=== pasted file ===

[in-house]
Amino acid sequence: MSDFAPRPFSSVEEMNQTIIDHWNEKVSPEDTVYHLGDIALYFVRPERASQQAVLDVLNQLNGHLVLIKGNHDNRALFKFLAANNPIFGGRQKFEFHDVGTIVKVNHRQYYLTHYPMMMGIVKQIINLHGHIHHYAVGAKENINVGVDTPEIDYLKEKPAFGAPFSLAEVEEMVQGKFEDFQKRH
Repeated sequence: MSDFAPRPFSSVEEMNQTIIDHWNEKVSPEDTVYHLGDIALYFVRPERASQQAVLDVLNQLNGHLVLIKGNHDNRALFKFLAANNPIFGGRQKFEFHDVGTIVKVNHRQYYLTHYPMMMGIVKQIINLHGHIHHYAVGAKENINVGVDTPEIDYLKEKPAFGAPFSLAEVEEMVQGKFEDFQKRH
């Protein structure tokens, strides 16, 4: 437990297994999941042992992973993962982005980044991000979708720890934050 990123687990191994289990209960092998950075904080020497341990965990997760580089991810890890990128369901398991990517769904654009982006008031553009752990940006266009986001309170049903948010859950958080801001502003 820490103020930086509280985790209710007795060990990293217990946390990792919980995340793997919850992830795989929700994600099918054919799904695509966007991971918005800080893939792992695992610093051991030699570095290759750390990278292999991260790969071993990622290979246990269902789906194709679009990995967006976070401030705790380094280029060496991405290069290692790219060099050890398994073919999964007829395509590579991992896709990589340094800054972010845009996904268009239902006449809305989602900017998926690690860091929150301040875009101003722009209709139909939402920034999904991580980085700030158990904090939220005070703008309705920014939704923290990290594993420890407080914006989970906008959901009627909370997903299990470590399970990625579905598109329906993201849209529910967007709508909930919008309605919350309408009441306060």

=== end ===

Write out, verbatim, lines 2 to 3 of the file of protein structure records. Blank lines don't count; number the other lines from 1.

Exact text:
Amino acid sequence: MSDFAPRPFSSVEEMNQTIIDHWNEKVSPEDTVYHLGDIALYFVRPERASQQAVLDVLNQLNGHLVLIKGNHDNRALFKFLAANNPIFGGRQKFEFHDVGTIVKVNHRQYYLTHYPMMMGIVKQIINLHGHIHHYAVGAKENINVGVDTPEIDYLKEKPAFGAPFSLAEVEEMVQGKFEDFQKRH
Repeated sequence: MSDFAPRPFSSVEEMNQTIIDHWNEKVSPEDTVYHLGDIALYFVRPERASQQAVLDVLNQLNGHLVLIKGNHDNRALFKFLAANNPIFGGRQKFEFHDVGTIVKVNHRQYYLTHYPMMMGIVKQIINLHGHIHHYAVGAKENINVGVDTPEIDYLKEKPAFGAPFSLAEVEEMVQGKFEDFQKRH